Financial support and sponsorship

Nil.

Conflicts of interest

There are no conflicts of interest.

 
   References Top

1.
Hamaoka T, Madewell JE, Podoloff DA, Hortobagyi GN, Ueno NT. Bone imaging in metastatic breast cancer. J Clin Oncol 2004;22:2942-53.  Back to cited text no. 1
    
2.
Gould CF, Ly JQ, Lattin GE Jr., Beall DP, Sutcliffe JB 3rd. Bone tumor mimics: Avoiding misdiagnosis. Curr Probl Diagn Radiol 2007;36:124-41.  Back to cited text no. 2
    
3.
Huang TL, Chen WM, Chen WY, Chen TH. Huge aneurysmal bone cyst of iliac bone in a mid-aged female. J Chin Med Assoc 2004;67:99-103.  Back to cited text no. 3
    
4.
Hudson TM. Scintigraphy of aneurysmal bone cysts. AJR Am J Roentgenol 1984;142:761-5.  Back to cited text no. 4
[PUBMED]    
5.
Cheng TF, Chen YK, Kao CH. Meningioma detected incidentally on early Tc-99m MDP whole-body imaging during a workup for breast cancer. Clin Nucl Med 2005;30:37-8.  Back to cited text no. 5
    
6.
Domínguez M, Rayo J, Serrano J, Sánchez R, Infante JR, García L, et al. Vertebral hemangioma: “Cold” vertebrae on bone scintigraphy and fluordeoxy-glucose positron emission tomography-computed tomography. Indian J Nucl Med 2011;26:49-51.  Back to cited text no. 6
    
7.
Guglielmi G, Muscarella S, Bazzocchi A. Integrated imaging approach to osteoporosis: State-of-the-art review and update. Radiographics 2011;31:1343-64.  Back to cited text no. 7
    
8.
Even-Sapir E, Martin RH, Barnes DC, Pringle CR, Iles SE, Mitchell MJ. Role of SPECT in differentiating malignant from benign lesions in the lower thoracic and lumbar vertebrae. Radiology 1993;187:193-8.  Back to cited text no. 8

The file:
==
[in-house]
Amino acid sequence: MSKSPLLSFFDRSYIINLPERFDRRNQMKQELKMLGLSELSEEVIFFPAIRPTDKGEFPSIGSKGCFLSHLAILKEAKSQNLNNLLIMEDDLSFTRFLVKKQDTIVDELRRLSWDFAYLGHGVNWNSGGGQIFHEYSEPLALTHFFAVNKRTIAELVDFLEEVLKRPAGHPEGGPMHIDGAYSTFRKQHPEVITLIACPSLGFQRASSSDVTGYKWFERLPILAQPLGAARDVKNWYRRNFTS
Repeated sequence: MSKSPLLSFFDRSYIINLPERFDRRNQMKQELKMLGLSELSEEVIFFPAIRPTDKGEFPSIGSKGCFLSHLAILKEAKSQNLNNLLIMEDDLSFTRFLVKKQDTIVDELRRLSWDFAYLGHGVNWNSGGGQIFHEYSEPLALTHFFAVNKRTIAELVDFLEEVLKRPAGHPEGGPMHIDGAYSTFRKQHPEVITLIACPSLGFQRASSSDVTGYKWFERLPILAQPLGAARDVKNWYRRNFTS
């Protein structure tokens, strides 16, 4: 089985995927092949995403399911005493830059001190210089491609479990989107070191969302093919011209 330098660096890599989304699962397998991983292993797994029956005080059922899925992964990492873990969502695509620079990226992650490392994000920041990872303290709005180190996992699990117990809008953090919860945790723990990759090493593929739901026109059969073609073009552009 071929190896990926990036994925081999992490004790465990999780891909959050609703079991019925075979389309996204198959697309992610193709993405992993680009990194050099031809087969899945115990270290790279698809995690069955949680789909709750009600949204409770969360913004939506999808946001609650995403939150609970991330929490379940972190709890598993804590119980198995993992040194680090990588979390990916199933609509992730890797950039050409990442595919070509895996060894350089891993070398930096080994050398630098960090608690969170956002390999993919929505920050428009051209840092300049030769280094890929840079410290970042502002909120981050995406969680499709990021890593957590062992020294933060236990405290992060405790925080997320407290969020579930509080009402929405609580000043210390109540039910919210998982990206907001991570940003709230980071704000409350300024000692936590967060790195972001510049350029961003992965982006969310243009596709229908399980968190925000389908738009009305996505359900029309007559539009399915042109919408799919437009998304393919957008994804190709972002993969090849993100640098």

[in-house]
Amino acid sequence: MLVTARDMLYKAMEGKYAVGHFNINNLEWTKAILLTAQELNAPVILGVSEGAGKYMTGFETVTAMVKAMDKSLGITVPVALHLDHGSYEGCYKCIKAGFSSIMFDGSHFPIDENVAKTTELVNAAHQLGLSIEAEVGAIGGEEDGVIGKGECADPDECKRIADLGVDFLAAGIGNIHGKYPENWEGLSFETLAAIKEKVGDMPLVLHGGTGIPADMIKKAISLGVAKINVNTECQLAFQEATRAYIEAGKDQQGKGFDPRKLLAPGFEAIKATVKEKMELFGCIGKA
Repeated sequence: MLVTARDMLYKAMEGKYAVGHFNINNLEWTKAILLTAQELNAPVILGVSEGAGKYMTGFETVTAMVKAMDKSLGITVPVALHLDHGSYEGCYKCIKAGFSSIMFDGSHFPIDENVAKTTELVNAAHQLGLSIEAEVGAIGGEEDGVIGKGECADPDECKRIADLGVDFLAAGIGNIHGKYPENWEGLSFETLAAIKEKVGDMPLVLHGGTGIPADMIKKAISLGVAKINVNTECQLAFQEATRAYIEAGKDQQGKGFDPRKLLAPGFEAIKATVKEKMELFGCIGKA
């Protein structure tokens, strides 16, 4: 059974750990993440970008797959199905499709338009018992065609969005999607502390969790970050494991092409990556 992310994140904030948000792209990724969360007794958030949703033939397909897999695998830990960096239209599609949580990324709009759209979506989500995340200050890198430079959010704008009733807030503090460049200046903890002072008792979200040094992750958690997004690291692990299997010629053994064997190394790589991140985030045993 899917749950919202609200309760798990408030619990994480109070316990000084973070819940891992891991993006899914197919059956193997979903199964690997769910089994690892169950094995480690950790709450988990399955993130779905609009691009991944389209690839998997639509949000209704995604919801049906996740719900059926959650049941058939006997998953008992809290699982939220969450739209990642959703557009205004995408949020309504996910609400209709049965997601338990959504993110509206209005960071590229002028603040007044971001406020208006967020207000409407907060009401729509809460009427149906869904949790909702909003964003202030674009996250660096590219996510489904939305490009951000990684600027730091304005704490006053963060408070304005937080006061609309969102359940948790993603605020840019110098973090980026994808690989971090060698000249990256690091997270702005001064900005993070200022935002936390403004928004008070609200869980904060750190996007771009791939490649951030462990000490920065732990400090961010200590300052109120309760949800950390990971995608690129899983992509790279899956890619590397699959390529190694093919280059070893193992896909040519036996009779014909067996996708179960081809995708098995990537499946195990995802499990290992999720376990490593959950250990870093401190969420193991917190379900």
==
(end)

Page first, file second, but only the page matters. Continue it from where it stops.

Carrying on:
9.
Baumgarten DA, Taylor AT Jr. Enthesopathy associated with seronegative spondyloarthropathy: 99mTc-methylene diphosphonate scintigraphic findings. AJR Am J Roentgenol 1993;160:1249-50.  Back to cited text no. 9
    
10.
Assadi M, Ebrahimi A, Eftekhari M, Fard-Esfahani A, Ahari MN, Nabipour I, et al. A simple way to distinguish bed clothing contamination in a whole body bone scan: A case report. J Med Case Rep 2007;1:173.  Back to cited text no. 10
    
11.
Sartoris DJ, Resnick D, Guerra J Jr. Vertebral venous channels: CT appearance and differential considerations. Radiology 1985;155:745-9.  Back to cited text no. 11
[PUBMED]    
12.
Even-Sapir E, Metser U, Mishani E, Lievshitz G, Lerman H, Leibovitch I. The detection of bone metastases in patients with high-risk prostate cancer: 99mTc-MDP Planar bone scintigraphy, single- and multi-field-of-view SPECT, 18F-fluoride PET, and 18F-fluoride PET/CT. J Nucl Med 2006;47:287-97.  Back to cited text no. 12
    
13.
Schirrmeister H, Glatting G, Hetzel J, Nüssle K, Arslandemir C, Buck AK, et al. Prospective evaluation of the clinical value of planar bone scans, SPECT, and (18) F-labeled NaF PET in newly diagnosed lung cancer. J Nucl Med 2001;42:1800-4.  Back to cited text no. 13
    
14.
Cook GJ, Fogelman I. The role of positron emission tomography in skeletal disease. Semin Nucl Med 2001;31:50-61.  Back to cited text no. 14
    
15.
Jambor I, Kuisma A, Ramadan S, Huovinen R, Sandell M, Kajander S, et al. Prospective evaluation of planar bone scintigraphy, SPECT, SPECT/CT, 18F-NaF PET/CT and whole body 1.5T MRI, including DWI, for the detection of bone metastases in high risk breast and prostate cancer patients: SKELETA clinical trial. Acta Oncol 2016;55:59-67.  Back to cited text no. 15
    


    Figures

  [Figure 1], [Figure 2], [Figure 3], [Figure 4], [Figure 5], [Figure 6], [Figure 7], [Figure 8]



 

Top
  
 
  Search
 
  
    Similar in PUBMED
   Search Pubmed for
   Search in Google Scholar for
 Related articles
    Access Statistics
    Email Alert *
    Add to My List *
* Registration required (free)  

 
  In this article
    Abstract
   Introduction
    Materials and Me...
   Discussion
   Conclusion
    References
    Article Figures

 Article Access Statistics
    Viewed5187    
    Printed18    
    Emailed0    
    PDF Downloaded276    
    Comments [Add]    

Recommend this journal